The Mexican “dwarf bullfighters” are carrying on a tradition born in Spain along with regular bullfighting, as well as an even longer legacy of “little people” as entertainers. But they say the ring showcases their skill and comic artistry, making them more than just a curiosity.


While the young bullocks they use are half the weight of regular fighting bulls, they are bred to be aggressive and, from a dwarf’s perspective, are just as frightening as the real thing.



“It’s scary when you are face to face with a bull. It hurts when you get hit. And it’s dangerous if the bull falls on you,” said Antonio Garcia, 40. Before entering the ring, he showed off scars on his head and dental repairs needed after run-ins with bulls.



“But I like it. I do it more for the fun than the money. I love being an artist, and, thanks to being short, I’ve had this opportunity to travel to lots of places,” he said, grinning.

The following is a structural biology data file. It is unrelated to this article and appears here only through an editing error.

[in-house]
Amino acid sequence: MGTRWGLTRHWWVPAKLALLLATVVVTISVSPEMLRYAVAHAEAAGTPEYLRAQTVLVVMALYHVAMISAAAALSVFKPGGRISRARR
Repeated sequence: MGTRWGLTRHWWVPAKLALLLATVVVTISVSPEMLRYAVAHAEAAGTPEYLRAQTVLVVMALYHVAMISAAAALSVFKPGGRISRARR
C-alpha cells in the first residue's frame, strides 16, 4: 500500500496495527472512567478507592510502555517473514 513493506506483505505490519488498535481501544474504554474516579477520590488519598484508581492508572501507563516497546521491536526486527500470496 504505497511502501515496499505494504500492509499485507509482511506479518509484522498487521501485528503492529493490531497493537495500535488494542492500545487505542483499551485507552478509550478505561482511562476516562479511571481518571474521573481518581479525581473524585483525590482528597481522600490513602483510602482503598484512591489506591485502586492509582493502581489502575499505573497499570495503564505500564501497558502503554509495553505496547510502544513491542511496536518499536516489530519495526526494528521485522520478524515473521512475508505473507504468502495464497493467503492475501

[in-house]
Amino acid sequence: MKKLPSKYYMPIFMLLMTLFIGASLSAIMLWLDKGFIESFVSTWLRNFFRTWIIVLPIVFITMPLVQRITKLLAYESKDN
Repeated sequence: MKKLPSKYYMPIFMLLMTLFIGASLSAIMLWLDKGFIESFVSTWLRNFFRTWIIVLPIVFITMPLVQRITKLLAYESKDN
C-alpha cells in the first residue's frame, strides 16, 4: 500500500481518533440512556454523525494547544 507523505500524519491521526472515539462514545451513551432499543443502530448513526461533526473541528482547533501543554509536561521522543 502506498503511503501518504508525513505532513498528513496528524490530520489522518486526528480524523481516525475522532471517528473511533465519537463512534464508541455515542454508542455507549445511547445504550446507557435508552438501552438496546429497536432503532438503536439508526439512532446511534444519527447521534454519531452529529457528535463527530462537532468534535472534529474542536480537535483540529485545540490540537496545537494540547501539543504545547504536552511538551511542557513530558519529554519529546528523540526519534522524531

His troupe, which takes its show all over Mexico and the United States, does not fight the bullocks to the death but, like bloodless “corridas” in Portugal and France, it uses traditional bullfighting skills to lure and dodge them.



The small-statured “toreros” wear traditional gold-trimmed matador suits with pink stockings and black slippers and use pink and red capes to perform passes.



While the bullock is a constant danger, the show descends into comedy when two dwarf “picadors” enter the ring.



Instead of sitting on horses and spearing the bullock with spiked wooden pikes as in real bullfighting, the pair have fleecy pantomime-style dummy horses attached to their sides, providing padding, and their aim is to hit the animal with a squeezy plastic hammer.



“People laugh a lot at what we do, and that’s the point, making the public laugh. It’s very satisfying,” said Jorge Reyes, 48, who shines shoes during the week and bullfights on the weekends for fun and extra money.



“It’s just like being a normal-sized comic. For me there is no complex, I feel normal,” said Reyes, who is married to an ordinary-sized woman and lives in Mexico City.



The troupe’s manager, Eduardo Ferandel, says Reyes was overcome with emotion when the show came to his home town several years ago, and for the first time in his life he saw other adults his size. Reyes joined the troupe immediately.



More here.

0